Your beautiful Central Ohio home is a source of pride and joy. Part of that joy is the sometimes-overwhelming task of yard care. Lawn mowing and maintenance in Columbus is, at the very least, a weekly chore — whether you do it yourself or hire a lawn service.  Mowing, weeding, fertilizing, aerating … it’s all a piece of the puzzle that comes with owning a house or rental property.

    Recommended Grasses for Columbus Lawns 

    Cool-season grasses are suitable for Columbus lawns because they can handle our cold winters. Chances are your turf consists of Kentucky bluegrass (KBG) – or a blend of KBG and perennial ryegrass, tall fescue or Buffalograss.

    If you’re reseeding or replacing a lawn in Franklin County, The Ohio State University Extension recommends having the soil tested to determine the best cool-season grass for your lawn.  Geographical location, soil alkalinity, and temperature are important considerations. 


    Sharpen the cutting blades on your gasoline or electric mower every season, and set the height relative to the lawn’s condition. Columbus tends to get an ample amount of rainfall in the spring and autumn, so you can lower the blades for a shorter cut. Kentucky bluegrass can be cut to about 2-1/2 inches if you’re only mowing once a week. In late July and into August’s extreme summer heat and dry weather, cool-season grass root systems tend to become shallow. Raise the blades to about 3-1/2  inches high. Cutting the grass too short in the hot summer months will stress it and keep it from staying green. You can mow KBG, perennial ryegrass, and fine fescues twice a week, if a lot of rain is prompting growth spurts.

    Change Directions

    Mowing in straight lines, back and forth every time compacts the soil and pushes the grass blades into one direction, which leads to an irregular cut. Changing directions each mow allows individual blades to spring back. Lawnmowers work better on dry grass, but do not wait too long. The amount of Columbus rainfall is always hit or miss. Leave the grass clippings on the lawn. It contains nitrogen, phosphorus, and potassium and serves as excellent mulch.     


    Fertilizing your Columbus lawn depends on its pH level, and that’s where having the soil tested comes in handy.  Ohio soils vary, but the best range for grass is slightly acidic, in the pH range between 6.0 and 7.0. Commercial fertilizer contains measured portions of nitrogen, phosphorus, and potassium. Feed the lawn in early spring and summer or use slow-release chemicals over dry grass in August to December. Fertilize and follow with a deep watering every eight to 10 weeks.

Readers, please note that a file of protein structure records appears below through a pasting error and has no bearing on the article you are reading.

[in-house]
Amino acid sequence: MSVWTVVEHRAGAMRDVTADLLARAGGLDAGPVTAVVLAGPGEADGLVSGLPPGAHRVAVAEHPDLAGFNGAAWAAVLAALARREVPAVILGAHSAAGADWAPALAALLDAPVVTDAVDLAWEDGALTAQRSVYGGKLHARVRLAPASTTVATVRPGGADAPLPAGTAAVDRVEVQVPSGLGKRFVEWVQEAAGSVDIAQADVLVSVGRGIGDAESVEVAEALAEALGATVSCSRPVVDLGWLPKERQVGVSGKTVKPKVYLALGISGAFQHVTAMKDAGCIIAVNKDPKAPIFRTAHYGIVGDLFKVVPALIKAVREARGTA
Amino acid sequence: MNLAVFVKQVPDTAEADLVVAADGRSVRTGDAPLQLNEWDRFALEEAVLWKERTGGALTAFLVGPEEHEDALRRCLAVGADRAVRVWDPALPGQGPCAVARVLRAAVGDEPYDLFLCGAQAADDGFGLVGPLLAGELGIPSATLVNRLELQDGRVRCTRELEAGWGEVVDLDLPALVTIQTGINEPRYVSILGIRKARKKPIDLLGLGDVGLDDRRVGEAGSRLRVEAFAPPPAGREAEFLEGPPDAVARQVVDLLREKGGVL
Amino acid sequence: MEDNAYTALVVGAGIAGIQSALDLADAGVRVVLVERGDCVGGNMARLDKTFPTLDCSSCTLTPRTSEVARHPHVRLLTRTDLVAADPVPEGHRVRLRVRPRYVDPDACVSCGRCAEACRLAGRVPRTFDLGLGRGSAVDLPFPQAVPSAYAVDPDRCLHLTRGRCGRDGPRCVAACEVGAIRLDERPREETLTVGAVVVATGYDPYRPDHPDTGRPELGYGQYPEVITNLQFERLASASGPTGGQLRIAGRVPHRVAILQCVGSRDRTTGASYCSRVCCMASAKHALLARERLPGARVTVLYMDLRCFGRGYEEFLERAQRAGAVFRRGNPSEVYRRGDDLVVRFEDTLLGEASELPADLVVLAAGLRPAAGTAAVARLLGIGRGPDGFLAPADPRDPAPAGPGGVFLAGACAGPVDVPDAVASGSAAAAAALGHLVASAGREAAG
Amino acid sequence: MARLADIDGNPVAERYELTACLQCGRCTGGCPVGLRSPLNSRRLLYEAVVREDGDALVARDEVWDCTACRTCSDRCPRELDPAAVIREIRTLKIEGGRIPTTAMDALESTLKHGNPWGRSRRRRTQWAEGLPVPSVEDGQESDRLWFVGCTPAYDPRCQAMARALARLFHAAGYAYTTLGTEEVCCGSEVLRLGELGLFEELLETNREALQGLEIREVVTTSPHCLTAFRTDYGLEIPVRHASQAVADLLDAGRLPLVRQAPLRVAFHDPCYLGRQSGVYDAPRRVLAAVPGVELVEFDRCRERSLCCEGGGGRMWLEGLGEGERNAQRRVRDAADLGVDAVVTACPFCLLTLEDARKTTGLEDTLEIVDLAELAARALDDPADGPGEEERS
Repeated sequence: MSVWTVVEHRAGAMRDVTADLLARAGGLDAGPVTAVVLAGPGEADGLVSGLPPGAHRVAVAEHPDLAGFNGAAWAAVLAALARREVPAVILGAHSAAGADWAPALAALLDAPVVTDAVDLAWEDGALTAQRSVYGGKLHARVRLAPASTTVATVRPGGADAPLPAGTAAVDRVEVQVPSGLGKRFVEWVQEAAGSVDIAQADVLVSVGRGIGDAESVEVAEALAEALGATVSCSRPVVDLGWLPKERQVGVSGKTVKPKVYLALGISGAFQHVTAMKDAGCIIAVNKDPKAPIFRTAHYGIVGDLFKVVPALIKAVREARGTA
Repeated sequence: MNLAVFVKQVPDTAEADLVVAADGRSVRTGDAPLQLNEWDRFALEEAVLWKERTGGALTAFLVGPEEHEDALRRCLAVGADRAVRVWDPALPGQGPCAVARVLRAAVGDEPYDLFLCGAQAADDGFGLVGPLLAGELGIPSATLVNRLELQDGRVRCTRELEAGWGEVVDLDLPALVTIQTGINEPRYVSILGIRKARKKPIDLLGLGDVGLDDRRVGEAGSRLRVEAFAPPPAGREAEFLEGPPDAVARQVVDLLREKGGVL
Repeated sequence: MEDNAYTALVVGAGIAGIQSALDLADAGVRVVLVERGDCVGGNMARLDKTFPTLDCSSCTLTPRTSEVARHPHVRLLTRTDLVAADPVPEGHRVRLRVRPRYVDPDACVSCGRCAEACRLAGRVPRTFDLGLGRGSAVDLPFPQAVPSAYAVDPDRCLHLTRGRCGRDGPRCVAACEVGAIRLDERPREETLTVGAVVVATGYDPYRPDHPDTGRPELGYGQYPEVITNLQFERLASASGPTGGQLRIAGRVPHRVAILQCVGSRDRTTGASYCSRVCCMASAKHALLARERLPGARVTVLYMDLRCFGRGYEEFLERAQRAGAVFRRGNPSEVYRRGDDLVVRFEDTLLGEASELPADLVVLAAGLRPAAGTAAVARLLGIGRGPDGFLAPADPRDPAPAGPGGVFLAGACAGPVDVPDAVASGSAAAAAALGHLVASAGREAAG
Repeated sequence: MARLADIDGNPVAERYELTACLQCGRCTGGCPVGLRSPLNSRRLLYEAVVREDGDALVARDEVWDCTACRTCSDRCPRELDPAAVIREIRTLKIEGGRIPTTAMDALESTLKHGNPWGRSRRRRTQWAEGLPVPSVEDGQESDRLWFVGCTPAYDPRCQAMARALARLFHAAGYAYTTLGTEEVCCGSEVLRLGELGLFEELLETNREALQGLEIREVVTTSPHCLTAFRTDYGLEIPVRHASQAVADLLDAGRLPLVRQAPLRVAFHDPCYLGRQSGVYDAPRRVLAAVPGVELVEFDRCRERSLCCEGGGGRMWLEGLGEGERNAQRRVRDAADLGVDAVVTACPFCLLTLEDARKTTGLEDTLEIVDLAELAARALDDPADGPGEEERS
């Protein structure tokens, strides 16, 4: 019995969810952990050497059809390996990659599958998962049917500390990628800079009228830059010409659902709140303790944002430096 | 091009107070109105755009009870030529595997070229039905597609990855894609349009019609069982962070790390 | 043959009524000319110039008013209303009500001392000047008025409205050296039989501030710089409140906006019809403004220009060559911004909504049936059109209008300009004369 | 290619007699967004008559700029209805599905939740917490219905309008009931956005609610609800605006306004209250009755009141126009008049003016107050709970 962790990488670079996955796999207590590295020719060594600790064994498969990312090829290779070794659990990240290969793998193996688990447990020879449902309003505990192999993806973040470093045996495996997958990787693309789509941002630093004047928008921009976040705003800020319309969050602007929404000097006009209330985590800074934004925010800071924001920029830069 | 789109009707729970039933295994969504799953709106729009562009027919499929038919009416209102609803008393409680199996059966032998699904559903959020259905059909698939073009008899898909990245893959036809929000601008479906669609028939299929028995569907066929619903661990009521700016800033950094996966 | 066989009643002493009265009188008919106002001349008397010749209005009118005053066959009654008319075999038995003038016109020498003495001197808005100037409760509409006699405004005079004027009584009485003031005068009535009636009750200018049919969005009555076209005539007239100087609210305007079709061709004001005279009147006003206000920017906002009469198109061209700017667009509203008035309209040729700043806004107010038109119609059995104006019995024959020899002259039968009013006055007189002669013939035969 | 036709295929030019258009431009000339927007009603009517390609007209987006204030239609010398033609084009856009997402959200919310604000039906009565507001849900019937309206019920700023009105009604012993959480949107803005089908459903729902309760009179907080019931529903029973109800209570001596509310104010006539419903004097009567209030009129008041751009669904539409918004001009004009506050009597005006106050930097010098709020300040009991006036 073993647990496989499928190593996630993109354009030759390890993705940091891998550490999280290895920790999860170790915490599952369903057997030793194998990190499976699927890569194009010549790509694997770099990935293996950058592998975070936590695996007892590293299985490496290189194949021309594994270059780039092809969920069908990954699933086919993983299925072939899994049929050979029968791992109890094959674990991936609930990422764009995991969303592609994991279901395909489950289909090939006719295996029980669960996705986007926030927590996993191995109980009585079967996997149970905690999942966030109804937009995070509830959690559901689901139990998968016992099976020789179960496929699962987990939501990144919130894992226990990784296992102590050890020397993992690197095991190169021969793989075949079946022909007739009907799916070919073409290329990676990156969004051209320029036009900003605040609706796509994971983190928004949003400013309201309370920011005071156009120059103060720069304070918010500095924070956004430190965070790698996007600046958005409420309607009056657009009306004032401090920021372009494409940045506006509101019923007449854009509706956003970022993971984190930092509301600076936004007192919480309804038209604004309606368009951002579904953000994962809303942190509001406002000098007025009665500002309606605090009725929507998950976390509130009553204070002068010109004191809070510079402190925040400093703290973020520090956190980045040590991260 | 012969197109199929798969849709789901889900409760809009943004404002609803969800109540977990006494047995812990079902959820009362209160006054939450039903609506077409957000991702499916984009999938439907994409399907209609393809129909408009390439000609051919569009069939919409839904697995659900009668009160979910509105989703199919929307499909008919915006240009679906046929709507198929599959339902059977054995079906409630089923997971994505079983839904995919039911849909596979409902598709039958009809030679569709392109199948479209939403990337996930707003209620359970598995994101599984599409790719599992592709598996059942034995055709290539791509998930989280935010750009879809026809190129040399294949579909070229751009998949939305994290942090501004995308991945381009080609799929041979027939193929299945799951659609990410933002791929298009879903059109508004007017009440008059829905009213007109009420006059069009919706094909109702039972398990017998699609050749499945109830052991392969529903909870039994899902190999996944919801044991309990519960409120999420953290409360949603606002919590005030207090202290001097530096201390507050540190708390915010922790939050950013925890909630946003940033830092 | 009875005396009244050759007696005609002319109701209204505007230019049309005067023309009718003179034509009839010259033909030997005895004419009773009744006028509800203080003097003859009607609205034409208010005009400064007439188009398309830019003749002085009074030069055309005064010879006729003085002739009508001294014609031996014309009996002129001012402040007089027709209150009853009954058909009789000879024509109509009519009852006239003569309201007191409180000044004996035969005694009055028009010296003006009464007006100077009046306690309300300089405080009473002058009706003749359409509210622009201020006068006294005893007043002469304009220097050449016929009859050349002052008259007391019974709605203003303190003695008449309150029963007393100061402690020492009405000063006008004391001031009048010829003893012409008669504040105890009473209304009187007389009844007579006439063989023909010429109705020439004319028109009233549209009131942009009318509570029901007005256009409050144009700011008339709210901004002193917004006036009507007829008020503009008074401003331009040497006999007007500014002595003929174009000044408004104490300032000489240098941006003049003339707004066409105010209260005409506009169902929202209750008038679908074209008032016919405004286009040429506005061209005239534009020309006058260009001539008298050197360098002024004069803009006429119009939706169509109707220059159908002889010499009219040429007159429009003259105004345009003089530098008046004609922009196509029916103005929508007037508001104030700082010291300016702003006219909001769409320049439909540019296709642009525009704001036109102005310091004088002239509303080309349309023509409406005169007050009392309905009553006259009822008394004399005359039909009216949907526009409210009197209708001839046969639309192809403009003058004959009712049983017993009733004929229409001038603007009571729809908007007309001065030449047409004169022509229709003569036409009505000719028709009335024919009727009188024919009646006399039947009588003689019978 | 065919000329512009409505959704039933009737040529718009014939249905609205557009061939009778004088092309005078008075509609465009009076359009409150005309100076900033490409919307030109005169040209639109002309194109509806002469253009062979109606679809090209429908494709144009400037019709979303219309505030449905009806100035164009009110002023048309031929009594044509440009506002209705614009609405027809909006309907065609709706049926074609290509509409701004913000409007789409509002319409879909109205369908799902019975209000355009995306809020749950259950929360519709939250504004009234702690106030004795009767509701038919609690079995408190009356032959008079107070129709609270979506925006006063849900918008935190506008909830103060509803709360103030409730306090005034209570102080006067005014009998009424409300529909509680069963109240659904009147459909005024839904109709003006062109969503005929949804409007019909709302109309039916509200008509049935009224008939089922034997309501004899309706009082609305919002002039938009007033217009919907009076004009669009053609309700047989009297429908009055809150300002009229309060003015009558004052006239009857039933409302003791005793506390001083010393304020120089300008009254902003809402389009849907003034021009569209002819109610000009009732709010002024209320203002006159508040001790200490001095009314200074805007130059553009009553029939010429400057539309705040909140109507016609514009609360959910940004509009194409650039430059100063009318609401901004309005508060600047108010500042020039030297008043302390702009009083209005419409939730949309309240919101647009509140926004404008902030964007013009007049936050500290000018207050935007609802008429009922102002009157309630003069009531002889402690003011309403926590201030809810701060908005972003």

Weeds and Thatch

    Post-emergent herbicides will not keep new weeds from sprouting up, but they will kill existing ones. Weed-killing chemicals include dicamba, 4-DP and MCPP (in liquid and granular form). Apply them in early spring, the first couple of weeks in June, and then again in September. See “Controlling the Worst Weeds in Columbus” for more details.

    Thatch is a rotting tangled-up mass of fallen grass blades, rhizomes, and various organic material that spread into a type of vegetative rug. A little is good because it provides a moisture-holding zone where these materials can decompose into nutrients. But when it gets too thick, this woven carpet keeps new grass blades from growing.  Bluegrass and some fescue blends may develop thatch that’s more than a half-inch thick. This prevents grass from absorbing enough nutrients and water. Raking, mowing, and fertilizing lawns regularly will help to control thatch.   


    Aeration is the process of pulling soil plugs from a thickening lawn so that water and nutrients can reach the roots. Core aerators are recommended for large properties, but if you have a smaller yard, a spading fork will work for a DIY job.  

    No matter how you look at it, lawn mowing and maintenance in Columbus is a chore and will take a good chunk of the weekend’s leisure time. But the look and smell of a beautiful, well-kept expanse green grass make it all worth it. Any more questions about your lawn? Visit our Columbus lawn care page.

    Jill Ramone is a landscaper who specializes in designing sustainable yards for busy homeowners. She prides herself on using eco-friendly products to control weeds and pests.